The picture above shows the front with my work completed and ready for stucco installation. It was at this point that we turned the project over to a stucco and wall professional. We used Superior Wall of Estherville, a contractor that specializes in stucco as well as interior dry wall installation and finish.
The stucco installers have their office right next door to our structure so it was very conveneint for them to walk next door, set-up a scaffold, and go to work. The first project, which began the day before, was to instally a special gypsum product to the ground floor calledc DensGlass. This is a fiberglass coated product that is very dense and mold resistant and a perfect base for stucco at the sidewalk level. I asked for something other than the Styrofoam that would be used above because I had concerns about possible damage to the stucco with a softer sheathing. The material, as you can see, is bright yellow and was screwed to the wood sheathing I had installed.
The next project was to remove the remainder of the cedar siding on the second floor and prepare it for stucco. The workers arrived before we got to town so the first two pictures are provided by Ron Myhre, a fellow Ham radio operator and visitor to Brey's Radio. We want to thank Ron for recording these steps.
With the siding removed the workers installed builder's felt, also known as tar paper, to the second floor sheathing, which by the was was the orifinal on the building. As with the lower level, there wasn't any rot or deterioration to the sheathing.
The next step was the installation of 1" Styrofoam over the felt. This was attached with screws and large plastic washers. The workers were careful to fit all the joints tightly and also get a tight fit against the windows.
This close-up of the north side of the front shows the damaged stucco that was hiding under the cedar siding. It is also interesting to note the metal brick siding that was under the sheathing. We are not sure if this was the original building siding or if this was used as a stucco backer. At any rate we left all the metal in place and covered the stucco with styrofoam. The remaining stucco on both columns was very solid so it did not make sense to remove it. If you look closely in this picture you can see the dimpled surface where the screws and large plastic washers pull the styrofoam tightly against the surface.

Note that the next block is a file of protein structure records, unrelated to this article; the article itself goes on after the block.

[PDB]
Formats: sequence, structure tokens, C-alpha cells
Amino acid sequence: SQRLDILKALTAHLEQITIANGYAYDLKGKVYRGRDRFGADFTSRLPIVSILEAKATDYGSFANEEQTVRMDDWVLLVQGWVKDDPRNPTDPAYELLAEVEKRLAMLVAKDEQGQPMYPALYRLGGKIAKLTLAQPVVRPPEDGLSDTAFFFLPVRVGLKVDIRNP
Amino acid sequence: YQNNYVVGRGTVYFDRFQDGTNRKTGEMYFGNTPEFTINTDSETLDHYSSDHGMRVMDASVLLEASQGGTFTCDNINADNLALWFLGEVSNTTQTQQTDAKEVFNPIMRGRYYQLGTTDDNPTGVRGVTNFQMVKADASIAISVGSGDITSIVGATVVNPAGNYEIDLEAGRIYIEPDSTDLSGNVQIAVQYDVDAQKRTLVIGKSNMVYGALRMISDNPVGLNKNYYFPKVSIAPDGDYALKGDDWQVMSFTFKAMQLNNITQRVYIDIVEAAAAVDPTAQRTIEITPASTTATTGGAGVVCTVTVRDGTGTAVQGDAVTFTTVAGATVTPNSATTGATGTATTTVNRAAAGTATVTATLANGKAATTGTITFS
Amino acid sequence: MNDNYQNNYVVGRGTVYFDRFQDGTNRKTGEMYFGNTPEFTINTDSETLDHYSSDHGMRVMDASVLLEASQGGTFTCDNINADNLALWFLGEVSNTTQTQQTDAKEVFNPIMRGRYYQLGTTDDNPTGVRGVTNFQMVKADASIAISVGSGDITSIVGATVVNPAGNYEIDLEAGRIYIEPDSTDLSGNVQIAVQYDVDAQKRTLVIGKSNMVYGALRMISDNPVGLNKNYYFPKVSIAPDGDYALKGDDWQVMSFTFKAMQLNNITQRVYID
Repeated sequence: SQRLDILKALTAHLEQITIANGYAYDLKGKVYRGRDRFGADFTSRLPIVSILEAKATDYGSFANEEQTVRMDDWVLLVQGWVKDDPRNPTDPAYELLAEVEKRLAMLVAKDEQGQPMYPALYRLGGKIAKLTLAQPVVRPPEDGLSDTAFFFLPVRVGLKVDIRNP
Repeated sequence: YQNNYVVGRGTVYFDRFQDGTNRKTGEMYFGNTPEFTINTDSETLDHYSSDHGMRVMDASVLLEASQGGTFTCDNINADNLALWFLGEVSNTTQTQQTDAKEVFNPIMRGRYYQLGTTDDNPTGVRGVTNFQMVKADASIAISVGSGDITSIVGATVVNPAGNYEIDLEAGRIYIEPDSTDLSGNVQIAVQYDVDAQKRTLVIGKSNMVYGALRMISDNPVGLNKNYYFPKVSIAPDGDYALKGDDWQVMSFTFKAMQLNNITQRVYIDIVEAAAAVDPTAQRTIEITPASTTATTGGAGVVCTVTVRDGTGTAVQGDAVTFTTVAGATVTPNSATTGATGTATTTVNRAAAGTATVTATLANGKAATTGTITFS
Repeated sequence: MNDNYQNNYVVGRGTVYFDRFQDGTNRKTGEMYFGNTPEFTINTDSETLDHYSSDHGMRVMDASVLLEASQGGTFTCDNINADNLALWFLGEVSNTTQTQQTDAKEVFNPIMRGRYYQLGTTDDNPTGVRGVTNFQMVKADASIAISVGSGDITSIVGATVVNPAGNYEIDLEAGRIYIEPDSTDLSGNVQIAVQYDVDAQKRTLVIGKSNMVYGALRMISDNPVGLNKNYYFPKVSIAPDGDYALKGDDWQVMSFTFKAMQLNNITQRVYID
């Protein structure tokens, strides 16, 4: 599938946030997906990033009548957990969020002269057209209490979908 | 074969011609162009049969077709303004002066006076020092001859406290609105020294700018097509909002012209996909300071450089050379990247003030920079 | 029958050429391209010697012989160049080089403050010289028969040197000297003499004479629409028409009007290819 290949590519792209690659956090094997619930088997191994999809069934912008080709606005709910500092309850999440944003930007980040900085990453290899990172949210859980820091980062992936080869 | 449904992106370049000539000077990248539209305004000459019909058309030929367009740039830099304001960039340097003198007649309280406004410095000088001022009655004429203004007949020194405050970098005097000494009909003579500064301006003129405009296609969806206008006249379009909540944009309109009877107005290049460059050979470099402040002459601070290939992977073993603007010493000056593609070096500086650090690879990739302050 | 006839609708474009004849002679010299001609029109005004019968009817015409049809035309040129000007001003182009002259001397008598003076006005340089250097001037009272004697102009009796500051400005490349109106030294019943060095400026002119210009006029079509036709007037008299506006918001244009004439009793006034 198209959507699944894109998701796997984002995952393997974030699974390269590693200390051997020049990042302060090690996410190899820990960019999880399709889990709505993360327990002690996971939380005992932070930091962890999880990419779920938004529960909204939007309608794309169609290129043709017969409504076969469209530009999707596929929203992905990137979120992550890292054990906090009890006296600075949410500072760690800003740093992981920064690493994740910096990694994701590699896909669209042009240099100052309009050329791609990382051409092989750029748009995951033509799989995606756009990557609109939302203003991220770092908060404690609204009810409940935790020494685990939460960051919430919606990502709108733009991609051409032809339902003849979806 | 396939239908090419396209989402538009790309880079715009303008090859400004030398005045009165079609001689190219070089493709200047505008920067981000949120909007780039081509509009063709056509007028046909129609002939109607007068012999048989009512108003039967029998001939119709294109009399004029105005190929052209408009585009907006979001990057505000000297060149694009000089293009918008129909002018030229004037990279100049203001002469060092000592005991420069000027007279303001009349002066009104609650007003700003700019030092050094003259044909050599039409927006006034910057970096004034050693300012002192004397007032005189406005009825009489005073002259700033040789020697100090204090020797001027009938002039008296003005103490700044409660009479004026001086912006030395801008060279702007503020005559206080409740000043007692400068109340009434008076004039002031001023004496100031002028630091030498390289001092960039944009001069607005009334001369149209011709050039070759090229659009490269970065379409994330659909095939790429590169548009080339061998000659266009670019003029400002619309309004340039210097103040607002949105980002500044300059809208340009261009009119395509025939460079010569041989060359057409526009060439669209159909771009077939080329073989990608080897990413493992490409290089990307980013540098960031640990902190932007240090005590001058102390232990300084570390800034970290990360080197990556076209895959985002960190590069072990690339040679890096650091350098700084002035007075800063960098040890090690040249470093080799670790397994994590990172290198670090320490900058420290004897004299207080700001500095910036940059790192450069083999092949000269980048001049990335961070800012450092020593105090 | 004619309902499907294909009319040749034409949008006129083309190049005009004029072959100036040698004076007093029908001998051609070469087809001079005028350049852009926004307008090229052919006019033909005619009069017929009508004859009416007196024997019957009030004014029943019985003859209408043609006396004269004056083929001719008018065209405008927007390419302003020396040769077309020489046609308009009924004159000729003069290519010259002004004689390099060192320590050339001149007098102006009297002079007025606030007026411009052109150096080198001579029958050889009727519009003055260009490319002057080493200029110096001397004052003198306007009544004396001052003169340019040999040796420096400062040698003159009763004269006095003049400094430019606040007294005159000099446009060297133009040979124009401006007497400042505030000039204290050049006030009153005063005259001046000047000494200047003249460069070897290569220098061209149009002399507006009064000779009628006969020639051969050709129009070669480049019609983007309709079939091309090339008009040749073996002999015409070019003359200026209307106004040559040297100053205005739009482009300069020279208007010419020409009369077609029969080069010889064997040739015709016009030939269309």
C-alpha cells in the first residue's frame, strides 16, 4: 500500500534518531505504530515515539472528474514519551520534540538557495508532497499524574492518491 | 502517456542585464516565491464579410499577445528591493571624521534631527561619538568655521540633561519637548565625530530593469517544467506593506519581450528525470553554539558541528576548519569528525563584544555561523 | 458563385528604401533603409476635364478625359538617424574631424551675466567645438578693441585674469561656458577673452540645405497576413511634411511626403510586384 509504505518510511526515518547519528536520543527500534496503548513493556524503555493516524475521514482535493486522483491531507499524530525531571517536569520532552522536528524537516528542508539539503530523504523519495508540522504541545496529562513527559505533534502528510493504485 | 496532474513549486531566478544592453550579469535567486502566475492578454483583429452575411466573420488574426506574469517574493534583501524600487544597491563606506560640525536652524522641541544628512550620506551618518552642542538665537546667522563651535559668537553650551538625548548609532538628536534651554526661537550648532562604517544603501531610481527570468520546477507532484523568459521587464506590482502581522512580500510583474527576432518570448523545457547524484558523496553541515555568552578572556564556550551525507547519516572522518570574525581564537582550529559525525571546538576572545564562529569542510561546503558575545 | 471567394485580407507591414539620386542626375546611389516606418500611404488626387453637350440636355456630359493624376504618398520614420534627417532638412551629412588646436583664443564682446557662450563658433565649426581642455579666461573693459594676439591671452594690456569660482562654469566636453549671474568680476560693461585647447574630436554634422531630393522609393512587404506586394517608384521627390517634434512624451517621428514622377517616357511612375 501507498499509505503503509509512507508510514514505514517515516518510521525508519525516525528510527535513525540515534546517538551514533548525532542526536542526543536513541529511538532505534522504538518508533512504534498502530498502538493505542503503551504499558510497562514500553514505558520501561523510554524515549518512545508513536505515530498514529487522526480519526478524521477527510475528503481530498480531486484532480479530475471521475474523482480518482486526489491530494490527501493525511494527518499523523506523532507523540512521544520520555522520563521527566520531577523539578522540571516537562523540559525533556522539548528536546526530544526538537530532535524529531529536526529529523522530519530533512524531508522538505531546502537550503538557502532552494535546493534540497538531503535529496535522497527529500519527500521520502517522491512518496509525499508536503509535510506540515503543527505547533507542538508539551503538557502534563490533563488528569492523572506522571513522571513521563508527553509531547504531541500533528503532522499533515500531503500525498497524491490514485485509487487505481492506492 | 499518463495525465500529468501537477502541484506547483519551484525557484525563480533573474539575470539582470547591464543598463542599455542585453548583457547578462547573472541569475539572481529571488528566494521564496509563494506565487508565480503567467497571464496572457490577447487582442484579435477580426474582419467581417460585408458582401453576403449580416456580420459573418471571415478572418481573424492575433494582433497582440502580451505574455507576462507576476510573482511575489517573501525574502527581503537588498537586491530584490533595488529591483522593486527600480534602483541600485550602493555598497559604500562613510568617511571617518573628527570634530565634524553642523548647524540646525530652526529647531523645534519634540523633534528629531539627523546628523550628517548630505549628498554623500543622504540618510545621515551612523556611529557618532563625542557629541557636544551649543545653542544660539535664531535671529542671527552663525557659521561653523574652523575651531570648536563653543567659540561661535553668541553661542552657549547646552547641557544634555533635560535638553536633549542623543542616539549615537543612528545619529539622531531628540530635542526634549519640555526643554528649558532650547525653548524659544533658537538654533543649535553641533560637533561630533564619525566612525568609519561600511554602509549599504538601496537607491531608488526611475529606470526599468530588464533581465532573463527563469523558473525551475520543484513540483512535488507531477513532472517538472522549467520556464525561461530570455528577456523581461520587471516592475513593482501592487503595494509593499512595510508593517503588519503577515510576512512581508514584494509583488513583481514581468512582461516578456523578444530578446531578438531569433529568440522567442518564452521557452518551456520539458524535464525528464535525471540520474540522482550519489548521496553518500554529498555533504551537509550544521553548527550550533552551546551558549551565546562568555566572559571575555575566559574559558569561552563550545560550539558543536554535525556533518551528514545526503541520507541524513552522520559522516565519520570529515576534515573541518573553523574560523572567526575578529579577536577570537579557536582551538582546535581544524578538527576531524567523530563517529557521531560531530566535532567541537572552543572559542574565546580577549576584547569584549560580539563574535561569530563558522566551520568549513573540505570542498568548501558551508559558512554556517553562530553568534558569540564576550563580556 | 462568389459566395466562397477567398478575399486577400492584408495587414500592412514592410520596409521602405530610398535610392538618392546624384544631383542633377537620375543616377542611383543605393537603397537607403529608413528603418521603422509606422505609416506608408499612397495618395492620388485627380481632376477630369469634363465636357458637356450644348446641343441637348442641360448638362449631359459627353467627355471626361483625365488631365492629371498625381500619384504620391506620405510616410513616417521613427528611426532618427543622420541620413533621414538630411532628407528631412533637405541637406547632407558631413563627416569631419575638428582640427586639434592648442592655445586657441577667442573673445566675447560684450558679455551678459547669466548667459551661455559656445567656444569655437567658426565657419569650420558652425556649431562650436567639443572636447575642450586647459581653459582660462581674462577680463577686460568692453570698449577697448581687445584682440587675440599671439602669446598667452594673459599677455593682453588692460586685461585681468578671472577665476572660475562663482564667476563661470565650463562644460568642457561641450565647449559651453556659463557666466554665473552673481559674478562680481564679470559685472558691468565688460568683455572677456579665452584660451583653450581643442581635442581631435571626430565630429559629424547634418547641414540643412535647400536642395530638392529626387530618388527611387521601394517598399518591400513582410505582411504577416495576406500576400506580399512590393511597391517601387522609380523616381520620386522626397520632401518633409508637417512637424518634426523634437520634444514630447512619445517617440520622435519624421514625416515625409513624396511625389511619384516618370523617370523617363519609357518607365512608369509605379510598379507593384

By the end of the day the workers had covered the second floor wall with styrofoam and would begin the stucco the next day.
With all the sheathing in place the workers next began applying the base coat. This is a cement based product formulated to be applied as a very thin layer to the sheathing. The first floor had most of the detail work around all the windows and it took about 4-hours to cover it.
Before breaking for lunch the workers applied small amounts of the base coat over all the screw and washer dimples as well as any other joints or blemishes.
This type of stucco, which has a brand name of Dryvit, has a specific set of steps to complete the stucco. The first step, as shown above, is to trowel a thin layer of basecoat on the sheathing.
With the thin layer applied, the workers spread a thin mesh fabric over the wet base coat. This mesh is made by the same people that make the stucco materials and by bedding the mesh in the basecoat the final finish is very tough.
The mesh is then smoothed with a trowel, which brings the basecoat over it. This means that the mesh has base coat surrounding it to strengthen it and provide a somewhat smooth finish to apply the color to.
The workers told me that the warm afternoon sun made this process difficult as they were not able to cover a large area as they normally do. The two worked closely to make sure the basecoat and mesh were applied and ended up smoot h enough for the finish coat.
Late in the afternoon the workers had completed the basecoat and cleaned up all the equipment and supplies. Their plan was to return the next week and complete the project.
Next Page The Trim and Color Portion of this project
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